On the jacket:
Chanakya (c. 270-380 BCE) was classical India's greatest thinker and teacher. Through his unparalleled ability to devise result-oriented military, political, and administrative strategy, he overthrew one king, crowned another and paved the way for the establishment of India's first great empire. His seminal work, the Arthashashtra, arguably the world's first comprehensive treatise on statecraft and governance, was written approximately two thousand years before Machiavelli's The Prince.
What would Chanakya do if confronted with the various crises that beset contemporary India? Using this question as the starting point for his new book, celebrated writer and thinker Pavan K. Varma has drawn up a practical and detailed plan, modelled on the Arthashashtra, to bring about reform and change in five key areas that require urgent attention governance, democracy, corruption, security, and the building of an inclusive society. Whether it is laying the foundation for an independent and effective Lokpal, or decriminalizing politics and successfully weeding out the corrupt, the solutions he proposes are substantive, well within the constitutional framework, and can make all the difference between intent and action.
Chanakya's New Manifesto is both a call to action as well as a deeply insightful account of the challenges facing the country today. It is a book that should be attentively read by everybody with a stake in India's future.
After studying Economics for seven years and management for two, I gave it all up the day I was done with university. My grades were good, I used to romance the subject. But I never missed it since I changed industries in my career. Until I picked up Chanakya's New Manifesto by Pavan K Kumar. I am not a great fan of non-fiction, but this subject is something close to the heart, deep down and I really wanted to know Varma is suggesting.
While I was reading the summary, the first doubt that came to my mind was, what would people from non-economics/management backgrounds make of it. So I put the book aside and tried to check out some reviews. The book seems to be very well-received, indeed.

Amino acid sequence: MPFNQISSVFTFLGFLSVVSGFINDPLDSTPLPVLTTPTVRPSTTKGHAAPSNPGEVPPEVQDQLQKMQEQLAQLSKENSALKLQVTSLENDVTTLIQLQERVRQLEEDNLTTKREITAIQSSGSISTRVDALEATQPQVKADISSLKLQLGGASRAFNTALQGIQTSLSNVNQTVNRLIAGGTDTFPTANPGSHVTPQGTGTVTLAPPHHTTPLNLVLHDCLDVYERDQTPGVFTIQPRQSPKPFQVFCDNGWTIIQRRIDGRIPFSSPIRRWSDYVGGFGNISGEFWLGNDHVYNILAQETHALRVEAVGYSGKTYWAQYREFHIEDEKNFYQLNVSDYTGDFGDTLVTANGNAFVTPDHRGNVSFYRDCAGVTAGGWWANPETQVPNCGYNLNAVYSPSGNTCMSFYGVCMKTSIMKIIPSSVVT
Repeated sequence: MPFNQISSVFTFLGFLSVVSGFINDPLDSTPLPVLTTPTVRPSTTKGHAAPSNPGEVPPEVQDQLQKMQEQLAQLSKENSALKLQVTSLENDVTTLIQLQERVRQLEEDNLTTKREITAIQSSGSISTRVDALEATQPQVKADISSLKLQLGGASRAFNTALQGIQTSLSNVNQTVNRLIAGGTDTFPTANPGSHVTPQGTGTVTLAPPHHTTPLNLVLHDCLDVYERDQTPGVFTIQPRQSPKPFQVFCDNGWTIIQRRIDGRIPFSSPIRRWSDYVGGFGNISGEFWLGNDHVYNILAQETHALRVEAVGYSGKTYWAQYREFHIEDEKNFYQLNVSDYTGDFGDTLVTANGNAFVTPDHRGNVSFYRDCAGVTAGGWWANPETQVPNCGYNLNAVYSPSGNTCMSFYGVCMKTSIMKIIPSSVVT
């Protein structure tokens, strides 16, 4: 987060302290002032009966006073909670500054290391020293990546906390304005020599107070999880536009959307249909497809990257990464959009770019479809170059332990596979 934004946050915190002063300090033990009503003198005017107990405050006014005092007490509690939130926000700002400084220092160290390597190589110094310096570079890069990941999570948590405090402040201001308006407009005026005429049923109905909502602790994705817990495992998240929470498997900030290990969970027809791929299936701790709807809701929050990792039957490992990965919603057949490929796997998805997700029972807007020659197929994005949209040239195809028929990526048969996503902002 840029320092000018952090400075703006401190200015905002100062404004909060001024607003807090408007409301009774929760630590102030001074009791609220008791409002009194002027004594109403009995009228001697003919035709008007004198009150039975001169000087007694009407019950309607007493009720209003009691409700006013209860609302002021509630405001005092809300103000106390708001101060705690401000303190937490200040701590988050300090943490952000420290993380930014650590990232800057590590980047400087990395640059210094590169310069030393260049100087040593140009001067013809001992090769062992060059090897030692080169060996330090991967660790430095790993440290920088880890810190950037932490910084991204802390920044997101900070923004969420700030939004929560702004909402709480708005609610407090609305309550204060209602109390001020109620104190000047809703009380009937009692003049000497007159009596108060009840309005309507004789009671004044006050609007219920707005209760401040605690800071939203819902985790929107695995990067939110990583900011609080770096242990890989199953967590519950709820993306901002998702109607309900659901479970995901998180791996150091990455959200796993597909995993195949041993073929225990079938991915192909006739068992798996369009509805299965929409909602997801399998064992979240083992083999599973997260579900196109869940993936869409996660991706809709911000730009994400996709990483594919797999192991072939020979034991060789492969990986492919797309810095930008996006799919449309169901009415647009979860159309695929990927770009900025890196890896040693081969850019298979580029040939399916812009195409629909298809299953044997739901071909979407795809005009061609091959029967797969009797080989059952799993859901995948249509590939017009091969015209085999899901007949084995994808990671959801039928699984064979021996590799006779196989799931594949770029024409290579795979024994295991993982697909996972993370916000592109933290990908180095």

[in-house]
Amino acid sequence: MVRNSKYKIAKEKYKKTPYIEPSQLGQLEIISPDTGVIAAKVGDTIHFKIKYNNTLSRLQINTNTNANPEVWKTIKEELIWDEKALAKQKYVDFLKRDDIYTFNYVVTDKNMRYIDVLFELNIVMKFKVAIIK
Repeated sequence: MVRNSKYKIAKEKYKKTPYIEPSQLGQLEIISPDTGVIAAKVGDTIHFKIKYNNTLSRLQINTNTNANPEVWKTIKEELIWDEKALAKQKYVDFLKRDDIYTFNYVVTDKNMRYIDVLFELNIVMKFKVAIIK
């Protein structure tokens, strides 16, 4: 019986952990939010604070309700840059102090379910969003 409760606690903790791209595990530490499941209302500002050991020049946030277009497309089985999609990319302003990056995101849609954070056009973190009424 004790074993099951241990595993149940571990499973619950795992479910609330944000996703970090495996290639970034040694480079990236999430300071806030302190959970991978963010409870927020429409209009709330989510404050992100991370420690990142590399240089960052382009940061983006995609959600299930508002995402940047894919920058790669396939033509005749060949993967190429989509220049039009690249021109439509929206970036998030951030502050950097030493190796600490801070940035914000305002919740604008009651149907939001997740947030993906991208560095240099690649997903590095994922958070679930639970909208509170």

There are no paragraphs after paragraphs of boring, uninformative lines. This book is precise and the author has actually stated everything in points. Reminded me of curriculum book, in a pleasant way. Varma's vision is impressive. If what he is suggesting can be implement, even half of it, we can actually see a brighter future. Or so I personally feel. The author does make it clear and mention that the book is a blue print.
A lot of what Varma suggests is do-able. Yes, we are too large a country with problems the size of dinosaurs. But again, the fact remains, we have to begin somewhere. A brutally honest book, Chanakya's New Manifesto points out the problems we are facing, with probable solutions. As citizens, this is our option to stop expecting from the government and try at our end as well.
Governance, Corruption, Democracy, Security and Building An Inclusive Society ~ Varma has taken these five aspects and delved further into them. Varma has structured everything around Chanakya's own theories and explained them well. Once might get tempted to read Arthashastra after reading this book, but with in itself, the book is extremely informative as well.
We are plagued by insuffiecint corruption and a government (as well as opposition) which we are slowly losing hope from. There is no point in denying we are stuck in a vicios circle of a corrupt system, archiac policies and inefficient governance. Whoever we vote for, our problems will not change. Our future is bleak and only we can change it, at least make it a bit better. Very well thought of and crisply-planned, stage by stage, Chanakya’s New Manifesto shows signs of hope, if implemented, even partially. We have a huuge problem, and here is someone who has suggested what seems like a do-able and positive solution. What we need to do is, do it! What say India? Can we?
My rating: ****/5
ISBN : 978-93-82277-09-5
Publisher : Aleph Book Company
Genre : Non-Fiction